The Bittersweet Ending To My Time As A Stay-At-Home-Dad

by Richard Black
Originally Published: 
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Let me be clear: I love being a stay-at-home father, aside, of course, from the times I don’t. In a day and age when most parents must have paying gigs to make ends meet, it’s a privilege to be a stay-at-home parent. I get that. I’d be lying though if I wrote that this was how I thought my life would turn out.

Granted I’m not sure exactly how I thought my life would turn out. There’s a part of me that was fairly certain I wouldn’t make it past 30, but then I did. Now some 10 years later, I’m really not sure what I envisioned, but it wasn’t exactly this. Frankly, I thought there would be more sycophants involved or at least an assistant or two and maybe a corner office or at least a jail cell.

I thought that things would be…different, that I’d achieve some sort of undefined measure of success or notoriety. Instead I’m here tending to my wife and daughter, and it’s all lovely as far as things go, but I’m beginning to understand that it comes with a cost.

Don’t get me wrong — I made a chose to become a stay-at-home dad. Once my wife finally became pregnant after five years of IVF, we agreed, we knew, that one of us would be the stay-at-home parent. As my wife made the larger income, it only made sense that the person who would do so would be me.

As a stay-at-home parent, I’ve been able to take part in moments my wife has not. I gave our daughter her first bath and witnessed the loss of her first tooth. I recall hours upon hours as she slept upon my chest or as I rocked her to sleep again and again in the wee hours of the night so that my wife could rest. I fed Darcy her first bits of solid food. I rushed her to the ER when her breathing became shallow and her fever spiked over 104 more than once or twice.

A few years ago, I pulled my daughter and wife both from a car that had flipped over. Terrified that neither one of them would be alive, I felt relieved beyond imagination when I saw them both struggling to be set free from their seat belts. I managed to present an aura of calm before they, both in C-collars, were whisked off by the ambulance and even while they were examined and prodded in the hospital. It was only until Laura and Darcy were safely asleep that I fell apart and trembled at what could have been.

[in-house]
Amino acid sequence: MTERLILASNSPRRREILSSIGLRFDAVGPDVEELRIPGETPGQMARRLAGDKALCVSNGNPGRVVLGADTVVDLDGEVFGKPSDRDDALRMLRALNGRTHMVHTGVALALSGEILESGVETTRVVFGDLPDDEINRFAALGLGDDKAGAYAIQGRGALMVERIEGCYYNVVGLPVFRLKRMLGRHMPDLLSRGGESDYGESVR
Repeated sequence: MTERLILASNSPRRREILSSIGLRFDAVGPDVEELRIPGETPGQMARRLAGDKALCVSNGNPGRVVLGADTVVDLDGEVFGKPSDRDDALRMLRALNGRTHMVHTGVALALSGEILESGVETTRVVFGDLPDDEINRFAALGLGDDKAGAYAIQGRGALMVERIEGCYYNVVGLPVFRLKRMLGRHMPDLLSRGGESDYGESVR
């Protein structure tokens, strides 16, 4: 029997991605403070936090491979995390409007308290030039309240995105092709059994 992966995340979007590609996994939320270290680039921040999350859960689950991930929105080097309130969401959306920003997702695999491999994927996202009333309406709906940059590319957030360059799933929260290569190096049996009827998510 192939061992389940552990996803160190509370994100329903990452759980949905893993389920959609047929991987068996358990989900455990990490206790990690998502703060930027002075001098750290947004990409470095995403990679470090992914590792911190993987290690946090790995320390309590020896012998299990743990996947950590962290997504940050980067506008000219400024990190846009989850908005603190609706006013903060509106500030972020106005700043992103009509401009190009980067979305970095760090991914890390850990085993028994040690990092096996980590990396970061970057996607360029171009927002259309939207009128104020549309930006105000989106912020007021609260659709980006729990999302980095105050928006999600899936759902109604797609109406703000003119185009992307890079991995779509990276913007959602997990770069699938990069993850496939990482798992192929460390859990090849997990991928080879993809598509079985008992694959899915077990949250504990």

The bulk of my time isn’t that exciting. I cook. I clean. I ferry my daughter to camp and school and swimming and tend to our cars for regular maintenance. I mow the lawn, weed the beds, and manage to even plant a few things that haven’t withered in the harsh Midwestern summers. I’ve packed lunches for Darcy and for Laura and watched them both walk out the front door and go on about their lives while I try to make the best of mine here…at home.

I’ve learned a lot from my tenure as a stay-at-home dad and one of the things is that my stories are not unique. I’ve ridden the roller coaster that every parent and spouse rides, and throughout it all, I’ve come to understand that I’m good at caring for the people I care about. The moment my daughter was born, I made a vow, a promise to myself, that I would do my very best by her as well as my wife. It’s one of the few promises I’ve been able to keep.

Now here I am a few years later. Laura’s business is doing well. My daughter, all of 7 years old, is happy and healthy and I…I’m beginning to wonder what I’m going to do with my life once my constant presence at home is not needed.

The thought has made me edgy, and the fact is that if I had shown some aptitude for the working world then I would be the primary breadwinner for my family instead of my wife. As much as I’ve enjoyed my tenure as a stay-at-home dad, as much as I’ve learned, I understand that the time I’ve served as one may not be looked kindly upon by future employers.

And yet, I want something for myself. If I’m being honest, I envy my wife and her success and the way in which she has something other than family upon which to focus. As much as I love Laura and Darcy, they are not my sole reason for being.

I want something more and I worry that somehow, over the past seven years, I’ve lost my window of opportunity to become whatever it is that I want to become. I’m not a young man, and I’m coming to grips with some hard truths.

I’ve chosen to be a stay-at-home parent, and I will own that choice as best as I can. But it is a choice that may come with a hard and bitter price. When and if that time comes, I hope that I can own that as well.

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